As a result of our original $100,000 grant to the MidPeninsula Library Cooperative in Iron Mountain, the Cooperative was able to attract an additional grant from the Rural Datafication program through Merit. This synergistic combination of support, coupled with additional assistance from the local community has brought a MichNet dial access node, an Internet Training Center and a community networking initiative called Walden III to the Iron Mountain, Michigan area. Soon to be deployed will be a test of the delivery of electronic information via a kiosk offering direct public access beyond the walls of the sponsoring library.

In another example, the Library of Michigan, in 1993, funded four MichNet dial access nodes across the state. This was an important first step in a plan to assist libraries in assuming some of the burdens of building a strong dial access network in the state and it predated Merit's award from the Public Services Commission for expanded dial access. Three of these nodes, in Petoskey, Gaylord and Alpena, brought access to a part of the state where it had not previously been available.

The experience with the node project in Gaylord, at the Otsego County Library, is also an example of the many benefits of collaboration. With the new dial access node in place at the library, MSU was able to work with the library to upgrade the connection to a direct network connection and provide computer workstations that were beyond the abilities of the library's existing budget. Thus the library today provides access to MSU students previously unserved in that part of the state.

These are just two of many examples with a common theme -- which is that libraries, while needing help to afford initial connectivity, are able to build on investments made in them. Our libraries are combining grant support with resource reallocation and additional community support with positive results, but they cannot do it alone. The Library of Michigan continues to look for new ways to assist libraries in meeting three major goals: connectivity; creating electronic community information centers with equity of access for all; and assuring public access to government information. Bonnie Gasperini, chair of the Library of Michigan's Board of Trustees, will now discuss the later two goals.

Bonnie Gasperini: Our time with you today does not allow us to review all of the programs put in place by the Library of Michigan, or by our libraries across the state. But I would like to spend a few moments reviewing why the Library of Michigan Board of Trustees believes assuring public access is so important to your plans for the MIN. In the Governor's report on the MIN, he stated that the "MIN will be a tool for all citizens. It is bound only by the limitations individuals place on it themselves..." We agree that this is quite true and is the ideal we must all seek. We are concerned, as libraries traditionally have been, about those in the state that, whether because of educational, economic, or physical barriers, will not be able to access the MIN. We were pleased to see the Governor's report include our public libraries throughout its recommendations because we know that through our public libraries the MIN can provide true equity of access to all electronic information -- as we have done for so long with information in print and other media.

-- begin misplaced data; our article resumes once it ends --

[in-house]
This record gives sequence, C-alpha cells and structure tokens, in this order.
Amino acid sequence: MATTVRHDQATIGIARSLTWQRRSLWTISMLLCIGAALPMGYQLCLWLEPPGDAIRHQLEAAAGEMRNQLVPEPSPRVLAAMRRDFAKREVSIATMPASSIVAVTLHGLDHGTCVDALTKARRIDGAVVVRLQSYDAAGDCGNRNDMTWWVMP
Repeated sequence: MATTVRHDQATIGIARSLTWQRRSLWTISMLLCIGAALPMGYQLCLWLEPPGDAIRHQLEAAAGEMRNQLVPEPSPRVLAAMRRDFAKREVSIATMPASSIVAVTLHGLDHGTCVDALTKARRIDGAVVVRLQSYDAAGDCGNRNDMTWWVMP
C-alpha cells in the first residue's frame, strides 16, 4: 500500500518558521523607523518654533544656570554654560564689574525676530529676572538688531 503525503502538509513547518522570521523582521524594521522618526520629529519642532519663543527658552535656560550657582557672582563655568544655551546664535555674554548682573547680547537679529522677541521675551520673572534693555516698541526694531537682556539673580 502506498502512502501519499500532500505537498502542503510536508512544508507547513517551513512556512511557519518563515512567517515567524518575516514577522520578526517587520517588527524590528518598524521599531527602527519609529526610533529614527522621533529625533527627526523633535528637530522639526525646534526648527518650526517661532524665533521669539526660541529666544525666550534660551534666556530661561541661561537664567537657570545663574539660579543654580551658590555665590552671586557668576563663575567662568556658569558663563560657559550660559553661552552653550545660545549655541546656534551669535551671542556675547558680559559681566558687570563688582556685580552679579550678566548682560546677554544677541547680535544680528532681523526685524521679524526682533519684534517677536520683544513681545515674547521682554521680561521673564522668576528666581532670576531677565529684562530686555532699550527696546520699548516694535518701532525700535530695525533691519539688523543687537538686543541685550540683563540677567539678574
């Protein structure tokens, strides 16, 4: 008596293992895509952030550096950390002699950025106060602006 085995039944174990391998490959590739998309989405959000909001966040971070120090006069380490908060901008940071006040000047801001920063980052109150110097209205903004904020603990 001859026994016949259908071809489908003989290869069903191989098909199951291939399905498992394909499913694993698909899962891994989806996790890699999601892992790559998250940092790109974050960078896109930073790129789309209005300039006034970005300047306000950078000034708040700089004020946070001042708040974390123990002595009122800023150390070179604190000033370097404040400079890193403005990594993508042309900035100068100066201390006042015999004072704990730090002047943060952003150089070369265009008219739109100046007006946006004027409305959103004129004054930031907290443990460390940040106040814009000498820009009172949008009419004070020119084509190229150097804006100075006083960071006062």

We believe this advisory board should do everything possible to underscore the importance of providing MIN access to all residents of the state. We also believe that our public libraries are an important mechanism with a rich potential for doing so. As Jeff mentioned -- 99.9% of Michigan residents are served by public libraries. In looking for ways to ensure that the rich resources of the MIN are available to all, what better way to do so then to ensure our 382 public libraries and their branches are connected. And that library staff are trained and able to assist them whether they seek to use the MIN to look for employment information across the state, to do class assignments when schools are closed, to plan vacations or to investigate the economic feasibility of a small business franchise in northern Michigan. By ensuring access to the MIN through our public libraries the state will ensure access for all of its citizens. Libraries in our state have already accomplished a great deal in achieving these objectives, but we will need some help in completing this important work. The costs are steep but this is an investment we must make in our libraries. Libraries across the state have already begun to do just that.

We look forward for an opportunity to work with you to ensure all of our citizens enjoy the full promise of the MIN -- whether from home, school, work or through their public library. We believe we owe our citizens nothing less.